Larry and Helene Donley want the Wild West Town they built to survive them, but their sons and grandchildren are ready to move on. What to do?
NYS Entity Status
NYS Filing Date
APRIL 04, 2013
NYS DOS ID#
NYS Entity Type
DOMESTIC LIMITED LIABILITY COMPANY
2013 - NORTHSHIRE FARM LLC
AROUND THE WEB
- When Mom and Pop Can’t Sell the Farm (or in This Case, the Theme Park)
By LIZ MOYER - Thursday Jun 15, 2017
- The Hunt: A Private Roof Deck on the Upper West Side
By JOYCE COHEN - Thursday Jun 8, 2017
A couple wanted outdoor space, and found it, but at the top of a walk-up building.
- Stonewall Inn Project to Preserve Stories Behind a Gay Rights Monument
By SARAH MASLIN NIR - Saturday Jun 17, 2017
A $1 million grant will go toward conserving the oral histories of those who lived through the 1969 riots.
- Local food, ballet come together with ‘Solis’
By Brandon Yu - Wednesday Jul 12, 2017
Sustainably farmed food and ballet don’t exactly make a familiar pair, but Julia Adam Dance intends to make it so with “Solis,” the fourth installment of a dance series exploring the natural elements.Created by former San Francisco Ballet principal Julia Adam and her husband, agricultural activist Aaron Lucich, the dance series ties together an experience of community, art, food and environment awareness.Set at the Big Mesa Farm in West Marin, “Solis” observes man’s relationship to fire and energy, presenting a locally sourced, multicourse feast followed by an open-air ballet performance from Adam and her ensemble of dancers.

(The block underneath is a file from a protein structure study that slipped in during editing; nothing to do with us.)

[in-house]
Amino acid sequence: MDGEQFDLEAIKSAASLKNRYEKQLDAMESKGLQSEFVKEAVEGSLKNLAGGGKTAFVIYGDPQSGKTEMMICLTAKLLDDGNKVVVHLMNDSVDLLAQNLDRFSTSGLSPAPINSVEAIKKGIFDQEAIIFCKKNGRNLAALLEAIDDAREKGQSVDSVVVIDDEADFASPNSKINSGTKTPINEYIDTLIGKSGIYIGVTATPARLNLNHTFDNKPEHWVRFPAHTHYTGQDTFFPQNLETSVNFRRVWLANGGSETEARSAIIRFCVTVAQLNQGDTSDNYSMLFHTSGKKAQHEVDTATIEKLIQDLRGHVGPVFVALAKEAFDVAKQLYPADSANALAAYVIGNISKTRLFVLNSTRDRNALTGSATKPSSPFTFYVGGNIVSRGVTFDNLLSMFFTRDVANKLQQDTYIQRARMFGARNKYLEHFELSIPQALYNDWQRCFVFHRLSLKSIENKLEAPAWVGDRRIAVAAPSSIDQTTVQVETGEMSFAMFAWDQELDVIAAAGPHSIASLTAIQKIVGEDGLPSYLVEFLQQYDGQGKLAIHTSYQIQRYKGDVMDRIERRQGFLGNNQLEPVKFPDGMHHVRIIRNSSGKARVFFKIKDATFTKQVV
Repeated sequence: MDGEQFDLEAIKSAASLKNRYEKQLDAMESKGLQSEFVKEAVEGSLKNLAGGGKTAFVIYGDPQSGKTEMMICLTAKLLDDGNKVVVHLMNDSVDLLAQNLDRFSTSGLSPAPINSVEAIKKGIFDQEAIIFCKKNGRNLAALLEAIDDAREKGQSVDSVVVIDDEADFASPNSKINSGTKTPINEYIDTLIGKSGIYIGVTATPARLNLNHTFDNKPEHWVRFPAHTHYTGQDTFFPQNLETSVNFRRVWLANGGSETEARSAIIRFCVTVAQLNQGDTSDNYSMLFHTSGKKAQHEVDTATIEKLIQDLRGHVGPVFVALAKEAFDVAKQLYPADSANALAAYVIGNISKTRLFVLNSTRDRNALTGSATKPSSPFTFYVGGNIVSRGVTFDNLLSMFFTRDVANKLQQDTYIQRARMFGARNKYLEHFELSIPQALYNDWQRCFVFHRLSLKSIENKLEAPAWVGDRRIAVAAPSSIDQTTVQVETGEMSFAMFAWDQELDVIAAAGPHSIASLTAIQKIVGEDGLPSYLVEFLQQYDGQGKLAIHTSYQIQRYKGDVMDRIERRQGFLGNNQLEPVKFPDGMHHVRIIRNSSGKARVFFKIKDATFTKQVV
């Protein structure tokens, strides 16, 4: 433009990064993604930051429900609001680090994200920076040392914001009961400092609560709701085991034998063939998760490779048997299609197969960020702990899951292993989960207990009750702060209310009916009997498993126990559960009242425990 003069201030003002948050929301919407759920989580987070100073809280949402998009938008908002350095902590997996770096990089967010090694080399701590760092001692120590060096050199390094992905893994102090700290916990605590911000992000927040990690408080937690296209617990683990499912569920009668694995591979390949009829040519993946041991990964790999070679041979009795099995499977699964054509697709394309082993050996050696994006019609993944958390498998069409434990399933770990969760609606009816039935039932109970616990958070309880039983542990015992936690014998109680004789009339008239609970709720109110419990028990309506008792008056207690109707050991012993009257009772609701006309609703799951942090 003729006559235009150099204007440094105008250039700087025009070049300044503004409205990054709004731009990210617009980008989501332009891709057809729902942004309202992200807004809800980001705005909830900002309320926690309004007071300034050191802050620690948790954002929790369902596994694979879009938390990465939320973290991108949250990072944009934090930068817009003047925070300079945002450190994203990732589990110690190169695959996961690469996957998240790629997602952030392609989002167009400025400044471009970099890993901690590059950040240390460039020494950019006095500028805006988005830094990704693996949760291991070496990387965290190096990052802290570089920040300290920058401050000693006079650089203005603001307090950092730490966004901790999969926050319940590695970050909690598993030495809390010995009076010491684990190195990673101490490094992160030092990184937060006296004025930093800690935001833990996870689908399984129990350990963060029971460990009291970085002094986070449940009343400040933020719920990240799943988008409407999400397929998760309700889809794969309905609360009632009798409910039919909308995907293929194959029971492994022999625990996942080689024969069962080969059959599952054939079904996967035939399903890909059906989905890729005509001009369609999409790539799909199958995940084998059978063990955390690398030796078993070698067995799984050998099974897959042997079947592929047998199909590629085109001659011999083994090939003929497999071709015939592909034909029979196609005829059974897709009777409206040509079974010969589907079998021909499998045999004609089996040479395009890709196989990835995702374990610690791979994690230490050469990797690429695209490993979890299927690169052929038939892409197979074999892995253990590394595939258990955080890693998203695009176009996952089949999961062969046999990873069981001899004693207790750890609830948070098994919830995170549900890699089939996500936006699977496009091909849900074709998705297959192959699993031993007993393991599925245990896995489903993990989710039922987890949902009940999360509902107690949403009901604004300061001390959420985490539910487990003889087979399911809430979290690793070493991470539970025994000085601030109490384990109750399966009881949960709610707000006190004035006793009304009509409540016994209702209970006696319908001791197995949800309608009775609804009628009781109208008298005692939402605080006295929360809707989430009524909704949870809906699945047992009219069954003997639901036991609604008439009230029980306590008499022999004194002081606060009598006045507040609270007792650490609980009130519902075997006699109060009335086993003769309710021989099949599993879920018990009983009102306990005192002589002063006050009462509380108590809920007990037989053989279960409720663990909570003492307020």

- This chimp lived in a two-bedroom UWS apartment
By Jane Ridley - Thursday Jun 29, 2017
Buying a mountain of bananas at the local grocery store, Hester Mundis couldn’t help rolling her eyes when the assistant jokingly asked if she had a monkey at home. “I replied: ‘He’s not a monkey, he’s a chimp!’” says the 78-year-old writer, of Kingston, NY, who used to live on the Upper West Side with...
- Insect attack! US West is battling crop-killing swarms
By REBECCA BOONE, Associated Press - Thursday Jul 13, 2017
Experts say this year could be a banner one for Mormon crickets — 3-inch-long bugs named after the Mormon pioneers who moved West and learned firsthand the insect's devastating effect on forage and grain fields.The U.S. Department of Agriculture's Animal Plant Health Inspection Service reports "significantly higher Mormon cricket populations" on federal land in southwestern Idaho, agency spokeswoman Abbey Powell wrote in an email to The Associated Press.The bugs can start to be detrimental to rangeland and crops when they number about 8 per square yard, state officials said.Residents in the north-central Oregon town of Arlington started dealing with Mormon crickets in June, scrambling to protect gardens and farm crops and trying to keep the bugs from invading homes through open windows and doors.Police work with transportation officials to post warnings and, if necessary, sand roads fouled by cricket carcasses.